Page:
Tuesday, December 18, 2007

Are Vegetarians Evil? Or, Are Meat-Eaters? A Taunt

Are vegetarians evil? Or are they simply misguided? As I think of the vegetarians that I've known over the years, I really don't think I've ever met a single one that didn't also exude moral superiority, whether of the quiet and hardly noticeable sort, of the loud and obnoxious sort, or somewhere in between.

When I think of the responses that meat-eaters make to vegetarians, overwhelmingly the justification offered is some variation of "Eating meat gives me pleasure." Just to be clear: I also put justifications for eating meat for reasons of health under this rubric. Part of health is the absence of nutritional deficiencies and as well as the absence of mental and spiritual maladies.

From the vegetarian's perspective the meat eating is somebody else's pleasure. Vegetarianism is one instance of a broader conundrum: the problem of other people's pleasure(s). Another instance of this: sexual mores. Consider the hullabaloo that Evangelicals make about homosexuality. The conflict about homosexuality mirrors oddly enough the conflict around vegetarianism: Christian Morality condemns certain desires and behaviors. Or if delicate ears prefer: Christian Morality would limit desires and behaviors to their life-affirming and positive forms: procreation, monogamy, love, etc. But in so doing, sex as a vehicle of self-discovery and enhancement of one's autonomy and individuality is quietly and delicately hushed up. Self-discover in whatever venue is fraught with error, mistakes, poor judgment, and above all learning from experience, which is to say from bad experience.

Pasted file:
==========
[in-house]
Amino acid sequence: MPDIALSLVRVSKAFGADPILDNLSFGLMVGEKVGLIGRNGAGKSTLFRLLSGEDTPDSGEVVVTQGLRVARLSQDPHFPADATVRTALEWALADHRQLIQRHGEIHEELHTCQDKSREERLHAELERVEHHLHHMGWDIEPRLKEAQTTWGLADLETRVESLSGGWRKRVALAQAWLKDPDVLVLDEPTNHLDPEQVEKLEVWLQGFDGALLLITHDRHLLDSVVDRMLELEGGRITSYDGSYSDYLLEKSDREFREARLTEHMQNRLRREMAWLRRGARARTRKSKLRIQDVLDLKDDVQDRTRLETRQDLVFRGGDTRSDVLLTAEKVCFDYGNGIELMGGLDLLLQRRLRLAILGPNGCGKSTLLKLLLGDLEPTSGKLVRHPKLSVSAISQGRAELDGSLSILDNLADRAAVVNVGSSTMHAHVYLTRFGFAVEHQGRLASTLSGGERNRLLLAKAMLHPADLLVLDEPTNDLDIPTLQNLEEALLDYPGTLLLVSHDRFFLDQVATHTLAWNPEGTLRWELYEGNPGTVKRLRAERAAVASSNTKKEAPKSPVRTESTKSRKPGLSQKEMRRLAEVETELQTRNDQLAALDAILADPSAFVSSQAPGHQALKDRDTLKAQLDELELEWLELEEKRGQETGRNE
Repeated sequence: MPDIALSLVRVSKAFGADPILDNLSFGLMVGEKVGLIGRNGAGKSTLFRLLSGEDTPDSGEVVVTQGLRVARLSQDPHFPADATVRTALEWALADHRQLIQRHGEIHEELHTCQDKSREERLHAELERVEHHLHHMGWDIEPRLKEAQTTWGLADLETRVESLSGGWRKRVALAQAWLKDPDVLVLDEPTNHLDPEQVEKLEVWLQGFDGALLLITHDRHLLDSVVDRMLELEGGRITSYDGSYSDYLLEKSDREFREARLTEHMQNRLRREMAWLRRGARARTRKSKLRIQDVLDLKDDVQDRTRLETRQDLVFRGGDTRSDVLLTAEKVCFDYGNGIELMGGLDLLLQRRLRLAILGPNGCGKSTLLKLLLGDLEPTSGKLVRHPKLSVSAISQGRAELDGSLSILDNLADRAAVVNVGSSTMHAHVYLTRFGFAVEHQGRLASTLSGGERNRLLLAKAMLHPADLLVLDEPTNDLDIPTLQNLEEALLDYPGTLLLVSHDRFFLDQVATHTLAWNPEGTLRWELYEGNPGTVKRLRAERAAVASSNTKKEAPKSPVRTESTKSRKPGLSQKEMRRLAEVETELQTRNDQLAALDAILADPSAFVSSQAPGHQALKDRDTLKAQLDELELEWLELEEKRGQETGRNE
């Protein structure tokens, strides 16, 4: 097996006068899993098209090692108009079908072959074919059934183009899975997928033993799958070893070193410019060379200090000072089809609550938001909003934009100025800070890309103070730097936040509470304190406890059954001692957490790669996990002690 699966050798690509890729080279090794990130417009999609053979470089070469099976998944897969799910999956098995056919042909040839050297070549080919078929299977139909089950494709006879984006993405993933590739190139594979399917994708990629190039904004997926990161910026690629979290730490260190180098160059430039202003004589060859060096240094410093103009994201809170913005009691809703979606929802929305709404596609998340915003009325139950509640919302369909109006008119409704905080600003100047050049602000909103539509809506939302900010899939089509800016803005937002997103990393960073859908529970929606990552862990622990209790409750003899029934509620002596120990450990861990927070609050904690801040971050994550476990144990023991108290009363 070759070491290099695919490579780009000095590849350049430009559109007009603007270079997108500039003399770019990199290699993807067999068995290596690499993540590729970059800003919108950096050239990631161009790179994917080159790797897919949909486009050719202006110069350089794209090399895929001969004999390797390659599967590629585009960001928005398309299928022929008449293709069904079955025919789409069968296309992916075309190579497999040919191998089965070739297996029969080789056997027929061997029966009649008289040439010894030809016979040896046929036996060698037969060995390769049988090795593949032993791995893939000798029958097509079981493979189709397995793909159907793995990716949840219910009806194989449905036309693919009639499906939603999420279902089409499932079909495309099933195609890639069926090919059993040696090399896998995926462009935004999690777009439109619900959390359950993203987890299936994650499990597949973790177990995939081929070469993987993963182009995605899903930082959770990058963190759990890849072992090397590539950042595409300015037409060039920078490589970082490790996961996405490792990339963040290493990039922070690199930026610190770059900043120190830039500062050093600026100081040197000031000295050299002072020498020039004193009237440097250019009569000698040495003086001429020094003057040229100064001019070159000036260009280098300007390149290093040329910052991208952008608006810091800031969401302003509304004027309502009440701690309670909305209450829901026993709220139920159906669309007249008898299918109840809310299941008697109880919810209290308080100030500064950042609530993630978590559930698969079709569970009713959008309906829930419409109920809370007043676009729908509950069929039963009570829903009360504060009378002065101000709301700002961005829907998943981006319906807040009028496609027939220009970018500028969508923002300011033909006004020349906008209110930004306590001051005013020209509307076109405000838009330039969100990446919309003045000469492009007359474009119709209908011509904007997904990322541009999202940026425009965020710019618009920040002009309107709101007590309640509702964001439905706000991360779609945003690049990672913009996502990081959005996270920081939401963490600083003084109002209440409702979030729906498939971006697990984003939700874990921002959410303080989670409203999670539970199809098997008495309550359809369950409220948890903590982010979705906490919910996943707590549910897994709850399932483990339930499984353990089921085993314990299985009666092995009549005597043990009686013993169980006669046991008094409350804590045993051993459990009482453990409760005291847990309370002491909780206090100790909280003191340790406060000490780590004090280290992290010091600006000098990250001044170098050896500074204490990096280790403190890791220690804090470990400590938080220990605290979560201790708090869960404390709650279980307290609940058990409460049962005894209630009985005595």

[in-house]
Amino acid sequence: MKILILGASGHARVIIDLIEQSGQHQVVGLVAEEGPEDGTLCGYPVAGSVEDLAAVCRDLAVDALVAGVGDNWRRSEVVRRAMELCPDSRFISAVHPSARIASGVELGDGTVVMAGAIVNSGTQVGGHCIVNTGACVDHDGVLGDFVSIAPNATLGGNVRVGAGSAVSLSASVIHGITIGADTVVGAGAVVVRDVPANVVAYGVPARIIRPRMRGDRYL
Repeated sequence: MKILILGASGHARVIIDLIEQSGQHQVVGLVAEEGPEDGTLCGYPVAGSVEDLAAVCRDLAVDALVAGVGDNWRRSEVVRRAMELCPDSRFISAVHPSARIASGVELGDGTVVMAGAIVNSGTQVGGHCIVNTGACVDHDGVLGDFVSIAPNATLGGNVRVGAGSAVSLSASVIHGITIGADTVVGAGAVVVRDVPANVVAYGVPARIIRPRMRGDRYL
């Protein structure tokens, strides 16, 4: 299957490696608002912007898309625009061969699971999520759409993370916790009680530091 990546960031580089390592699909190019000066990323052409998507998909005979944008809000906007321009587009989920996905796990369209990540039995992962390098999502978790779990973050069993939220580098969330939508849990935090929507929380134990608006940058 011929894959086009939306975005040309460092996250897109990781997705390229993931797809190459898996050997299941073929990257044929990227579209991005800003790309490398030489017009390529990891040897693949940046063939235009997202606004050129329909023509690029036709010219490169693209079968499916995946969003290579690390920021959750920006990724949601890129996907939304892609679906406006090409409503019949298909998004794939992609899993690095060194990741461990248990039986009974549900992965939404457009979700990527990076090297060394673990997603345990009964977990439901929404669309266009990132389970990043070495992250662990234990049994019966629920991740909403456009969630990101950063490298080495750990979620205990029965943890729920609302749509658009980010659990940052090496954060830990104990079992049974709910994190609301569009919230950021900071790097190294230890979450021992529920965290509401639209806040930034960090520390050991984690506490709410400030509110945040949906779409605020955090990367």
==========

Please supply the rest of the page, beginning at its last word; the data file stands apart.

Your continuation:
It would then seem that the sometimes not so subtle air of moral superiority that vegetarians sometimes exude is rooted in the pleasure of denying oneself a pleasure of little value to the vegetarian. The vegetarian denies himself the pleasure of eating meat because she cares little for it. And because the vegetarian can make this little self-denial in the name of justice, fairness, kindness, avoiding cruelty, or what have you, it must of course follow that any person who is unwilling to make the same self-denial is necessarily immoral.

Morality is in large part then dependent on the belief that some pleasures are inessential, unreal, immoral, and only apparent pleasures. The pleasure that one can deny oneself will almost assuredly be intimately bound up another person's autonomy. For such a person, there is nothing "apparent" and "merely" about it.

For most meat eaters giving up meat, the possible reason to give up meat is because vegetarians are unhappy with the consumption of flesh by non-vegetarians. Just like Evangelicals find other people's pleasures to be a powerful political rallying point.

So, I ask anyone stumbling upon these pages: an analogy worth pursuing? Is an argument? Or enough of a taunt to disarm the not-so-clever and the all too unwary?

Wednesday, December 12, 2007

I'm back (again)

I dropped the blog for a while because of school, mood, and a peevishness of character. It's hard for me to fall in with a (more or less) like-minded group for long. I have always found the agreement of others with my beliefs and opinions highly disagreeable. One of the implications of atheism in pretty much any variety is that one's beliefs are cosmically and eternally insignificant. Generally speaking, atheists don't believe that anyone is going to suffer eternal torment for having the wrong beliefs.